Rune Factory also solves a lot of the issues that have historically frustrated Harvest Moon games – it’s virtually glitch-free, and you can walk over your crop patches, thereby solving the historical issue of “center crop you can never frickin’ water.” Time is a little more forgiving, too, as the days pass more slowly – useful, since there’s now more than just farming to fill your time. Speaking of time, Rune Factory’s event calendar now shows all of the townsfolk’s birthdays, so you needn’t spend time gifting them daily in the hopes of scoring a lucky day. Other new features? The ability to snap a screenshot at any time, and to doodle on it in your house. Your finished work can be swapped with buddies at the wireless communication center – a big, spiky shell on the beach – where you can also trade seeds and goods you’ve made or grown.
At first blush, Rune Factory is also much more visually stunning than any of its predecessors. The world is rendered in vivid, color-washed dimensions – gone are the pixel-square chipsets, replaced with a realistic painted world. One of the key elements in a Harvest Moon title is the potential spouses, of course, so I’d be remiss in failing to mention that the chicks are as absolutely frickin’ beautiful as the environments, every last one (I’m partial, I think, to Rosetta and Tabitha, but it’s tough). But despite the depth of the environs, they seem empty, somehow – the only place where you can find objects or interact with the world in any way is on your own farm or inside a cave; the meadows and paths are vast and lovely, but there isn’t really anything to do there.
Rune Factory is subtitled “A Fantasy Harvest Moon,” and that’s exactly what it is. The villages, shops, landscapes, and even the music seem pulled from a classic RPG. However, despite how well it’s accomplished and the pleasure therein, to Harvest Moon purists, it’ll seem a little jarring. There’s no television and no telephone, two of the best and most convenient ways to keep continuity in your daily life in previous games. Even in earlier Harvest Moon titles, where the TV was just a way to watch silly programs rather than an informational tool, it provided background color that’s sorely missed here.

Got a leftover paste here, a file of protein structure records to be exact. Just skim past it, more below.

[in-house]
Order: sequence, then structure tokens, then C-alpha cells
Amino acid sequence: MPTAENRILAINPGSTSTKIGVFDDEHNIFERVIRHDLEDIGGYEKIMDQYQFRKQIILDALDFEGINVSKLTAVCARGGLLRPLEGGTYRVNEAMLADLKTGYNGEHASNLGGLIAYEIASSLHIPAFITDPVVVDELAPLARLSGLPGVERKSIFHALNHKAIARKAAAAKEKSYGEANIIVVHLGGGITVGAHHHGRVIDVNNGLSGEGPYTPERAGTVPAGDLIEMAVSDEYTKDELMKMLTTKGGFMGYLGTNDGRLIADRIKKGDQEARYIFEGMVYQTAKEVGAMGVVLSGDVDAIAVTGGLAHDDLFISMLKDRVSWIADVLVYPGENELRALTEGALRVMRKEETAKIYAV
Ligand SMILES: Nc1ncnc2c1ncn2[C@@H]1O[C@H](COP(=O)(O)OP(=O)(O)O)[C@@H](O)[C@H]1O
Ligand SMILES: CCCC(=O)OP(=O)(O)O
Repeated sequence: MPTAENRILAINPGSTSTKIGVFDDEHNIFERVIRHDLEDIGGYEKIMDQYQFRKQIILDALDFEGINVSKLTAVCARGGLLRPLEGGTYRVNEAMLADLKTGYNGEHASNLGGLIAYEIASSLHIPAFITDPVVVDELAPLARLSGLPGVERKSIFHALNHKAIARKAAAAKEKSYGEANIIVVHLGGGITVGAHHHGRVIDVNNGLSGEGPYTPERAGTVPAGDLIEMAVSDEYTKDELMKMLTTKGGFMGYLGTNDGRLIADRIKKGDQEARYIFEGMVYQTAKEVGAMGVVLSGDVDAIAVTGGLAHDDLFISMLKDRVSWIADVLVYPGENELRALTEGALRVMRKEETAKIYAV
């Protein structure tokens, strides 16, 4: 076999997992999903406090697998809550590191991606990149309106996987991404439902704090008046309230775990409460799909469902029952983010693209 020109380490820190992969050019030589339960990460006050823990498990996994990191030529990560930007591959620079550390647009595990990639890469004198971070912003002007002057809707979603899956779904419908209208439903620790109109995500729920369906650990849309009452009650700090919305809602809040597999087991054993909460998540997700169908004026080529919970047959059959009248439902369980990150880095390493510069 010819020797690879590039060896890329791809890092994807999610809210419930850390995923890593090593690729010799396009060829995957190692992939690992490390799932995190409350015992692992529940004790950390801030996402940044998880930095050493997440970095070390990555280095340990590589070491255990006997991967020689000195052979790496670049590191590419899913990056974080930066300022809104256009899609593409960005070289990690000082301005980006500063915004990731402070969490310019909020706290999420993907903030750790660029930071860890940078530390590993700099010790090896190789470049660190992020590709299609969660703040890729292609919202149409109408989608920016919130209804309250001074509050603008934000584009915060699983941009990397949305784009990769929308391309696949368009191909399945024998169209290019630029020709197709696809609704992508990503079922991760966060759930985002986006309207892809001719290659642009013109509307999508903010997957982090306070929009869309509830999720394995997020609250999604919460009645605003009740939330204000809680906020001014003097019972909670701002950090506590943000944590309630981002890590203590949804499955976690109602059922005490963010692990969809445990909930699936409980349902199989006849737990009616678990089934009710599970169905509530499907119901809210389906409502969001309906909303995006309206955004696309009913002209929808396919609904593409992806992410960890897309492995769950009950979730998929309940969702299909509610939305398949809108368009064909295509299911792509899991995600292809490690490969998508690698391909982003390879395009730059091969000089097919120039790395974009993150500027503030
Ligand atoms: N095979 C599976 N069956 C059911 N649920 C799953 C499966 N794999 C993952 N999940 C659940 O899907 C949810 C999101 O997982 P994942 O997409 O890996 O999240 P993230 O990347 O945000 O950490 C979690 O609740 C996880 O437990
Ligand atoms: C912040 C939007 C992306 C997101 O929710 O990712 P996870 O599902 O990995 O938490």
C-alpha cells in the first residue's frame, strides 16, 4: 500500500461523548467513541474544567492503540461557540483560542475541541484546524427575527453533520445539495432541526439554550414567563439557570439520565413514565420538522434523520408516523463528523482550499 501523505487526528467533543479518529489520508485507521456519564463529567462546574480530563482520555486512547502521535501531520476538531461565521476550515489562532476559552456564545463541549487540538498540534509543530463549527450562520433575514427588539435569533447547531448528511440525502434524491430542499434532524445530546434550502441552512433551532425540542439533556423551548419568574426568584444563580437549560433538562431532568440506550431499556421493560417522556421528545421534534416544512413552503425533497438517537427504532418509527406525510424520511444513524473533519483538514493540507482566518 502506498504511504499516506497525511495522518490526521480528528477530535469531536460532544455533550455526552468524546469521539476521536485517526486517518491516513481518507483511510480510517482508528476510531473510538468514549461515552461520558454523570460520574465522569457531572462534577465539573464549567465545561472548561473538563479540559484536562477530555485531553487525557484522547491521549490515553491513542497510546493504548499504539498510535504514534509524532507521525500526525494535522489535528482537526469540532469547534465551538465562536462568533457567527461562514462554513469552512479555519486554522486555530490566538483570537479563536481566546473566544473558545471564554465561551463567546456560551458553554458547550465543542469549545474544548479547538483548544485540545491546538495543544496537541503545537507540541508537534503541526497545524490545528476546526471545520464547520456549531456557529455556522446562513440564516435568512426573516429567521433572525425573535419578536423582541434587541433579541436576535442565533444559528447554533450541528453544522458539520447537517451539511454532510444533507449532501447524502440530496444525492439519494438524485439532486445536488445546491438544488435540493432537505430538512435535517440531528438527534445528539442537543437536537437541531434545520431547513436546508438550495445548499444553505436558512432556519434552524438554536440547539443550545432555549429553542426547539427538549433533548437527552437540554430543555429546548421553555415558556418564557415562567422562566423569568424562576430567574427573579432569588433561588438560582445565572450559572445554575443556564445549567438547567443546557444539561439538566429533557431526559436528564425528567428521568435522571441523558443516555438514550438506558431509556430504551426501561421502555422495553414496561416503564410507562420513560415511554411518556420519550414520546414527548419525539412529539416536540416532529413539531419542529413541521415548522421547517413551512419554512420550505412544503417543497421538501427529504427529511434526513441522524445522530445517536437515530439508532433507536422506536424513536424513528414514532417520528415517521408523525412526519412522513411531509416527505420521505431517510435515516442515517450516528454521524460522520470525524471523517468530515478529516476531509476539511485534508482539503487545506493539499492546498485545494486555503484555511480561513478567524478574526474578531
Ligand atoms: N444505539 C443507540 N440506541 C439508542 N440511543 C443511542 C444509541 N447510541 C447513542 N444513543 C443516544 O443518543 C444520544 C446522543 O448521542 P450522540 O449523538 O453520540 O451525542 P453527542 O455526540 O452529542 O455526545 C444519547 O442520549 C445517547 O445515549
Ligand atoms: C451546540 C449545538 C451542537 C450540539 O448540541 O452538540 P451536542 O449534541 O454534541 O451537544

As if in exchange for the complexity of the leveling system and the variety of available action gameplay options, the social life suffers a bit, too. Rarely do you see the local folks going about their usual routines, walking from one place to another, convening in the restaurant at various hours, or simply enjoying some time by the sea. While everyone still has their usual location patterns, these tend to be simple and limited; it’s tougher to feel part of a community. Personalities are not very distinct, either – while there are some very minor sidequests specific to individuals, you get less of a sense that others’ stories are unfolding alongside yours. Neither do festivals take place as distinct events – you can participate if you have an item for competition, but other than that, people essentially stand around in the streets, and nothing special takes place.
It seems contradictory, but by complicating the formula, the result is, surprisingly, a vaguely emptier experience, not a more fulfilling one. The stat management, level-grinding and fantasy RPG elements are a surprisingly natural fit for the format – but the combination produces something different than traditional fans have come to expect. Those who are attracted to Harvest Moon and other farming/raising sims because of the illusion of having a fleshed-out little life in a cute, pastoral world might find themselves a little disappointed – but those who love simple dungeon-crawler RPG might adore the extra depth the dose of daily life provides. It’s just challenging enough, engaging while still being accessible. In fact, the hardest thing you’ll have to do is decide which one of the hot chicks you want to make babies with.
Score - 8/10
Rent it if: You like other Harvest Moon games but aren't certain this'll float your boat.
Buy it if: You want a simple game that can devour hours and hours of your time.
Photo Gallery: (8 images)
Click to zoom - browse by swipe, or use arrow keys
can cause it. You can fix it by adding *.disqus.com to your whitelists.